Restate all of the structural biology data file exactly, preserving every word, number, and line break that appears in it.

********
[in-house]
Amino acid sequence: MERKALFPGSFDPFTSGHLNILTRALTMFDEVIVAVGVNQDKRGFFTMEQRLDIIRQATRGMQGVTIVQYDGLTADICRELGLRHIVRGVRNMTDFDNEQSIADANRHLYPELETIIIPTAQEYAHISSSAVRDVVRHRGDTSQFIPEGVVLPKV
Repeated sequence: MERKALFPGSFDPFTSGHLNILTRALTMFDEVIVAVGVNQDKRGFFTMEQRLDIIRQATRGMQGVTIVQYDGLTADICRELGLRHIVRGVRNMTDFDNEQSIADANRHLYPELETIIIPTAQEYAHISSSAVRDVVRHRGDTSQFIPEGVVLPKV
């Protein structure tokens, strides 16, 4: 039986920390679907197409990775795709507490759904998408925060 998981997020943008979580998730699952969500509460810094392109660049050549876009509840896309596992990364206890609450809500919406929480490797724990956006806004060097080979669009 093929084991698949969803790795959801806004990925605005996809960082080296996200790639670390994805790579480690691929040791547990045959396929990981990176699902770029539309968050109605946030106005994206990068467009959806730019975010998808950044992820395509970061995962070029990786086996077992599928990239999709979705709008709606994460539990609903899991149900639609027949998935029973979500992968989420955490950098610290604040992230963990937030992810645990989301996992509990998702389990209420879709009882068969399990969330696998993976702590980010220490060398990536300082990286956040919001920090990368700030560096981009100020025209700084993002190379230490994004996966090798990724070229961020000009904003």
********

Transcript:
[in-house]
Amino acid sequence: MERKALFPGSFDPFTSGHLNILTRALTMFDEVIVAVGVNQDKRGFFTMEQRLDIIRQATRGMQGVTIVQYDGLTADICRELGLRHIVRGVRNMTDFDNEQSIADANRHLYPELETIIIPTAQEYAHISSSAVRDVVRHRGDTSQFIPEGVVLPKV
Repeated sequence: MERKALFPGSFDPFTSGHLNILTRALTMFDEVIVAVGVNQDKRGFFTMEQRLDIIRQATRGMQGVTIVQYDGLTADICRELGLRHIVRGVRNMTDFDNEQSIADANRHLYPELETIIIPTAQEYAHISSSAVRDVVRHRGDTSQFIPEGVVLPKV
């Protein structure tokens, strides 16, 4: 039986920390679907197409990775795709507490759904998408925060 998981997020943008979580998730699952969500509460810094392109660049050549876009509840896309596992990364206890609450809500919406929480490797724990956006806004060097080979669009 093929084991698949969803790795959801806004990925605005996809960082080296996200790639670390994805790579480690691929040791547990045959396929990981990176699902770029539309968050109605946030106005994206990068467009959806730019975010998808950044992820395509970061995962070029990786086996077992599928990239999709979705709008709606994460539990609903899991149900639609027949998935029973979500992968989420955490950098610290604040992230963990937030992810645990989301996992509990998702389990209420879709009882068969399990969330696998993976702590980010220490060398990536300082990286956040919001920090990368700030560096981009100020025209700084993002190379230490994004996966090798990724070229961020000009904003």